An Interview with Russell Tovey

"When I read the script, I thought, “This is brilliant. I can’t wait to say these words.”"

Russell Tovey in Red Top

Q: What attracted you to this film?

A: The main thing that appealed is that I've always wanted to play Andy Coulson. Since the Leveson Enquiry, so many people have Tweeted me saying, "You have to play him!" It's weird because I do resemble him. Also he's from Billericay where I spent my formative years. So vocally, we're from the same world.

Q: How did you go about researching the character?

A: If you're playing someone who exists in the real world, you have the luxury of YouTube. There's lots of footage of Coulson, so I could get his mannerisms and speech patterns. That's a treat.

Of course you have a responsibility towards him, but this is also a Comic Strip sendup. There is a heightened quality to everything, so you don't have to be on the button. It is set in the 1970s and it's stylised. But as long as you have the essence of Andy Coulson, people will be able to identify that character.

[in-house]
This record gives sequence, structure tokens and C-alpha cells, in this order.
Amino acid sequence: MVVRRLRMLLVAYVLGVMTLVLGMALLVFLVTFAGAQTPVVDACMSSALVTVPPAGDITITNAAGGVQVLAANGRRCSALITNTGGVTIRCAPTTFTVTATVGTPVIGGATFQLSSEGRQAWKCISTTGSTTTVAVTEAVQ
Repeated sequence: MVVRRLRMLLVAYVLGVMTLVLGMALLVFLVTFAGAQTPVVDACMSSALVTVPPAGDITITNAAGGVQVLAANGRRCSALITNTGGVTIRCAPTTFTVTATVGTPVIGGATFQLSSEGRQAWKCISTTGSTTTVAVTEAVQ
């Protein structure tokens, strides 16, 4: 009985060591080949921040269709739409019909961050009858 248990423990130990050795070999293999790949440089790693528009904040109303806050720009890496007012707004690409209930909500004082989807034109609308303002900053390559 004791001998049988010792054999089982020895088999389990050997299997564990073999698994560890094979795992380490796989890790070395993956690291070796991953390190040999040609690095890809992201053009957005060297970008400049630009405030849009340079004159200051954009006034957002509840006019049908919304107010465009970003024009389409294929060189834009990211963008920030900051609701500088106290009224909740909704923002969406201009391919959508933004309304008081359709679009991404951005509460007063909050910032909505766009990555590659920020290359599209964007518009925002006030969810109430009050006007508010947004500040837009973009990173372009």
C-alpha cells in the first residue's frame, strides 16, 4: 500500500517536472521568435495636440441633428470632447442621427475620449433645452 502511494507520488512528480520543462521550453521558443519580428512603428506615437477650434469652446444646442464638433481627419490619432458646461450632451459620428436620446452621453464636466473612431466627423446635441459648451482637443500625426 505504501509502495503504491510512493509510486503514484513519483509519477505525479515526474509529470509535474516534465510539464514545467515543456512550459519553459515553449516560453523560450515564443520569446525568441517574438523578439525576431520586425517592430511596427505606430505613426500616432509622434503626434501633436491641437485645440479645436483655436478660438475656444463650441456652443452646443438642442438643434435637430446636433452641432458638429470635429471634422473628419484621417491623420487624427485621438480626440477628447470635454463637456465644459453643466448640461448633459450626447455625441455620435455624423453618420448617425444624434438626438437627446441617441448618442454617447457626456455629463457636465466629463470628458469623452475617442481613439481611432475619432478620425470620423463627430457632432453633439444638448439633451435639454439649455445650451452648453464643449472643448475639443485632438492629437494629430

Q: What is your impression of him?

A: He is a very interesting character. I've made him a cocksure, cock-of-the-walk character. He is very much on the front foot and doesn't take any nonsense. I love playing someone who doesn't seem to have any weaknesses and is full of testosterone. That was a joy to play.

Q: How did you find it working with Maxine Peake?

A: I loved it. Maxine is fantastic, and I really enjoyed our scenes together. Rebekah and Andy have this tremendous energy. They are two power-hungry people with huge egos. Within that world they are two gods. They can be so offensive and abusive to anyone under them, and they have to take it.

Q: Why has The Comic Strip Presents proved so enduringly popular?

A: Because it's funny. They choose really good subjects and attract a very good quality of talent. It keeps going because it is so high-calibre. Above all it has survived because the writing is great. When I read the script, I thought, "This is brilliant. I can't wait to say these words."

Q: What does the 1970s setting add to the film?

A: It distances it and increases its absurdity. It has a Dallas or Dynasty feel to it. It's more separated from our world. If it was too close, you could obscure certain things. But this is very heightened. We're locating it in the 1970s and having Rebekah ride around the office on roller skates shouting orders of the staff - well, that's just brilliant!